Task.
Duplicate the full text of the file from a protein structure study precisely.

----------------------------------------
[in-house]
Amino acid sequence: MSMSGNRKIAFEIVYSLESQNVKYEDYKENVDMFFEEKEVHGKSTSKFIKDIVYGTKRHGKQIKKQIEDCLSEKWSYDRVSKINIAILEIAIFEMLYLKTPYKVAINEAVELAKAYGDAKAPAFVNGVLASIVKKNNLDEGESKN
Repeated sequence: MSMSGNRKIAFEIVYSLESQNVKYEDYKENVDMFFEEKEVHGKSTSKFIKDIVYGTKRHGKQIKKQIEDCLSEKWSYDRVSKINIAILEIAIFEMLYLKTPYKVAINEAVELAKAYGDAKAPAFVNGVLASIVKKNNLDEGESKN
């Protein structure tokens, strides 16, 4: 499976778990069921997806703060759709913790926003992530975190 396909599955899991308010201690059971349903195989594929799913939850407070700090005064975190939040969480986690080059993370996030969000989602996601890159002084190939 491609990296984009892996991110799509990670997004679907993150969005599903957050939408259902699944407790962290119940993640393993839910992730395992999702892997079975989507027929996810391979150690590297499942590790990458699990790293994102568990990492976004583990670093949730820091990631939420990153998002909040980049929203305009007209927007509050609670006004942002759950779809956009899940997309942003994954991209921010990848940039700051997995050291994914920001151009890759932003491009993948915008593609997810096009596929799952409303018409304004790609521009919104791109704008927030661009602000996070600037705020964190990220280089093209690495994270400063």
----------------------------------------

[in-house]
Amino acid sequence: MSMSGNRKIAFEIVYSLESQNVKYEDYKENVDMFFEEKEVHGKSTSKFIKDIVYGTKRHGKQIKKQIEDCLSEKWSYDRVSKINIAILEIAIFEMLYLKTPYKVAINEAVELAKAYGDAKAPAFVNGVLASIVKKNNLDEGESKN
Repeated sequence: MSMSGNRKIAFEIVYSLESQNVKYEDYKENVDMFFEEKEVHGKSTSKFIKDIVYGTKRHGKQIKKQIEDCLSEKWSYDRVSKINIAILEIAIFEMLYLKTPYKVAINEAVELAKAYGDAKAPAFVNGVLASIVKKNNLDEGESKN
């Protein structure tokens, strides 16, 4: 499976778990069921997806703060759709913790926003992530975190 396909599955899991308010201690059971349903195989594929799913939850407070700090005064975190939040969480986690080059993370996030969000989602996601890159002084190939 491609990296984009892996991110799509990670997004679907993150969005599903957050939408259902699944407790962290119940993640393993839910992730395992999702892997079975989507027929996810391979150690590297499942590790990458699990790293994102568990990492976004583990670093949730820091990631939420990153998002909040980049929203305009007209927007509050609670006004942002759950779809956009899940997309942003994954991209921010990848940039700051997995050291994914920001151009890759932003491009993948915008593609997810096009596929799952409303018409304004790609521009919104791109704008927030661009602000996070600037705020964190990220280089093209690495994270400063």